October 2009

Umpiring and the World Series

Wednesday, October 28th, 2009

The scene from the 1994 NBA Eastern Conference semifinals between the Bulls and Knicks is branded to my brain.

With 2.1 seconds left in Gane 5, referee Hue Hollins called Scottie Pippen for a foul on Hubert Davis when it was beyond clear that the slight contact came after Davis released the shot. Davis sank two free throws. The Knicks won 87-86 and ended up winning a series in which the home team won every game. This is not revisionist history.

Bulls coach Phil Jackson compared the call to the U.S. Olympic team getting jobbed against the Russians in the 1972 games. Darrell Garretson, the supervisor of officials at the time, at first backed the decision, the next season, admitted that Hollins blew the call.

For the rest of his career, whenever Hollins worked a game in Chicago, he was booed by Bulls fans. I even heard a Chicago fan boo him at Target Center when he worked a Bulls-Wolves game (I swear, it wasn’t me).

I’m not saying that MLB umpires have lined themselves up for such treatment down the road. But right there with managers overmanaging and closers giving it up, this postseason will be known for bad umpiring.

We now know who C.B. Bucknor is after his two controversial calls during the Red Sox-Angels ALDS series,.

We now know about Phil Cuzzi for his call against the Twins in the ALDS against the Yankees.

And we know about Tim McClelleland – if you didn’t already know him for his role in the George Brett pine tar game (yes, he’s been around that long) – for his calls in the ALCS between the Yankees and Angels.

You can make a case for an expansion of instant replay for postseason games. It’s the time of year in which everyone hangs on every pitch and cares less about length of games. So another minute to get a call right doesn’t ruin the pace of the game.

MLB could have added instant replay to this year’s World Series, but commish Bud Selig has rejected those suggestions.

So we’ll just sit back and wait for the next controversy, Bud.

Meanwhile, you can read my man Jim Salisbury’s preview of the umpires for this year’s November Classic. It looks like the league has changed its approach in one aspect.

Sticking with Yankees in 5.

Sunday night notes

Sunday, October 25th, 2009

The Yankees have just knocked off the Angels to reach the World Series and look more than capable of knocking off the Phillies to win another World Series. With an excellent lineup, C.C. Sabathia able to start three games, talented relievers and the best closer in the history of the game, the Yankees will beat Philadelphia in five games. 

But here are a few other things to get you going as the start of the work week is hours away.

Morneau checks in

I e-mailed Justin Morneau last week after one of my spotters spotted him in the Wild clubhouse with his hand wrapped up. I wanted to know how his surgery went.

He got back to me over the weekend and didn’t seem too worried:

“Hand is feeling better,” he wrote. “Get the cast off this week and it should be good as new in about 4 weeks. They found a floating chunk of bone that kind of looked like a tooth but no tendon or ligament damage. Went as good as it could go.”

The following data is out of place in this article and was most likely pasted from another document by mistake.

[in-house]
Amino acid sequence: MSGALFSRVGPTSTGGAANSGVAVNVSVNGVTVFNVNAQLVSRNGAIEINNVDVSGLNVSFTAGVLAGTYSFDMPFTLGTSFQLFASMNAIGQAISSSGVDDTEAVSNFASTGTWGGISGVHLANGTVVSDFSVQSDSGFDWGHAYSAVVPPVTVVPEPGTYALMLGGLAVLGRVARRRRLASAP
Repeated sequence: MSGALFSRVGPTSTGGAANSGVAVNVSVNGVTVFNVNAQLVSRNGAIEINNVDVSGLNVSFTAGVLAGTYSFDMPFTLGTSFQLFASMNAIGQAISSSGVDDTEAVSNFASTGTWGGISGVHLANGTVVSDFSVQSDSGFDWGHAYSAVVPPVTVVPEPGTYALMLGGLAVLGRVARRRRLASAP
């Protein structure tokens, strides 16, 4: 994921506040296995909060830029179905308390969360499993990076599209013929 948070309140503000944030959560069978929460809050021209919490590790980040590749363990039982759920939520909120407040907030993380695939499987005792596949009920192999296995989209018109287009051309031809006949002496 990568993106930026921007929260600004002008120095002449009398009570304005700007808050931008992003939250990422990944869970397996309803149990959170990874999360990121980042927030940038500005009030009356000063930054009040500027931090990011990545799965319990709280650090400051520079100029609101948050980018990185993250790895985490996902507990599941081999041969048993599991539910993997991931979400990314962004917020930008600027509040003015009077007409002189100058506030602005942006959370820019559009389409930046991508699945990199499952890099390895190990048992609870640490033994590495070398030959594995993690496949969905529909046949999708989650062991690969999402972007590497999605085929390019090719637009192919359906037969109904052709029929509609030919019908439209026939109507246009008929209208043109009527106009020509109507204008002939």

Morneau’s hand should be healed from surgery by the end of the year – as should the stress fracture in his lower back that ended his season in September.

I remember talking with Michael Cuddyer during last offseason when he was coming off a 2008 that included so many injures. “I’ve  never been more motivated to have good season,” he said then. Cuddyer went on to have a nice comeback year.

The guess here is that Morneau will feel the same way once he gets the go-ahead to resume workouts.

Spring Training neighbor?

This isn’t just about Boston’s deal with Lee County to move  their spring headquarters a few miles south of their current downtown location (which – cough, cough – will put the Red Sox near the Twins’ ticket-buying base).

This isn’t only about the Orioles, who will move from Fort Lauderdale to Sarasota next year.

This isn’t just about how Fort Myers wants to replace the Red Sox downtown with another team, like the Brewers or Nationals.

This is about Naples, Fla., whose leaders have long had a, `we’re-above-that,’ view of spring training.

Naples is changing its mind. Well, it looks like there’s one team city leaders wouldn’t mind building a facility for.

The Cubs.

New Cubs owner Tom Ricketts has met with Naples officials about building a facility on 120 acres in Collier County. Here are more details. The Cubs can leave Mesa, Ariz after 2012 for a $4.2 million buyout.

Twins fans who have made the trip to Florida know that spring training travel in Florida can be a pain. But if all of this is pulled off, there would be three teams in the Fort Myers area plus the Cubs down I-75. Twins-Brewers spring games? Red Sox-Cubs spring games? With the Rays now in Port Charlotte and the Orioles in Sarasota, travel times could drastically improve in few years.

For more background, read this recent story.

Some one liners

Yes, my Bears stink right now.

Yes, my Illini are the worst football team in the Big Ten.

Yes, the weekend stunk for me.